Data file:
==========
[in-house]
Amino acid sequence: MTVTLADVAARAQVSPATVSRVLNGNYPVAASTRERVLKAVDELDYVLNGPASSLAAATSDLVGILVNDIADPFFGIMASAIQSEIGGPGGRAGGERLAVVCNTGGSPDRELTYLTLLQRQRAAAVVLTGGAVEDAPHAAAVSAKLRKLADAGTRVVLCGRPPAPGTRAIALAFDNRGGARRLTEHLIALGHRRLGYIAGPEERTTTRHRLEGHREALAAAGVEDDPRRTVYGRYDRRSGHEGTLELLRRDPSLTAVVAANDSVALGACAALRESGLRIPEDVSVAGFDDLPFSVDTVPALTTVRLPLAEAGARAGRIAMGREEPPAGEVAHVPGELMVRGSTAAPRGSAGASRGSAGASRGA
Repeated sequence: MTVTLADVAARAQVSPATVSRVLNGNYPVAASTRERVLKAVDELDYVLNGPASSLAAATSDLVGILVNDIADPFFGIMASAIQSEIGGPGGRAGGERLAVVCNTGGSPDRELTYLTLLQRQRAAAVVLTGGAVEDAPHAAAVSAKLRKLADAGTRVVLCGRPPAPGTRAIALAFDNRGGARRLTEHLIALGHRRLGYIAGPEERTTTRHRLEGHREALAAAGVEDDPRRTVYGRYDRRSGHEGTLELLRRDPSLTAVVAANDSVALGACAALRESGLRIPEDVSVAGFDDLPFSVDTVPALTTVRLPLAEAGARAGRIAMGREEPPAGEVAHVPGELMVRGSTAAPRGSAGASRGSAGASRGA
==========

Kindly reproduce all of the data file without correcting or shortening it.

[in-house]
Amino acid sequence: MTVTLADVAARAQVSPATVSRVLNGNYPVAASTRERVLKAVDELDYVLNGPASSLAAATSDLVGILVNDIADPFFGIMASAIQSEIGGPGGRAGGERLAVVCNTGGSPDRELTYLTLLQRQRAAAVVLTGGAVEDAPHAAAVSAKLRKLADAGTRVVLCGRPPAPGTRAIALAFDNRGGARRLTEHLIALGHRRLGYIAGPEERTTTRHRLEGHREALAAAGVEDDPRRTVYGRYDRRSGHEGTLELLRRDPSLTAVVAANDSVALGACAALRESGLRIPEDVSVAGFDDLPFSVDTVPALTTVRLPLAEAGARAGRIAMGREEPPAGEVAHVPGELMVRGSTAAPRGSAGASRGSAGASRGA
Repeated sequence: MTVTLADVAARAQVSPATVSRVLNGNYPVAASTRERVLKAVDELDYVLNGPASSLAAATSDLVGILVNDIADPFFGIMASAIQSEIGGPGGRAGGERLAVVCNTGGSPDRELTYLTLLQRQRAAAVVLTGGAVEDAPHAAAVSAKLRKLADAGTRVVLCGRPPAPGTRAIALAFDNRGGARRLTEHLIALGHRRLGYIAGPEERTTTRHRLEGHREALAAAGVEDDPRRTVYGRYDRRSGHEGTLELLRRDPSLTAVVAANDSVALGACAALRESGLRIPEDVSVAGFDDLPFSVDTVPALTTVRLPLAEAGARAGRIAMGREEPPAGEVAHVPGELMVRGSTAAPRGSAGASRGSAGASRGA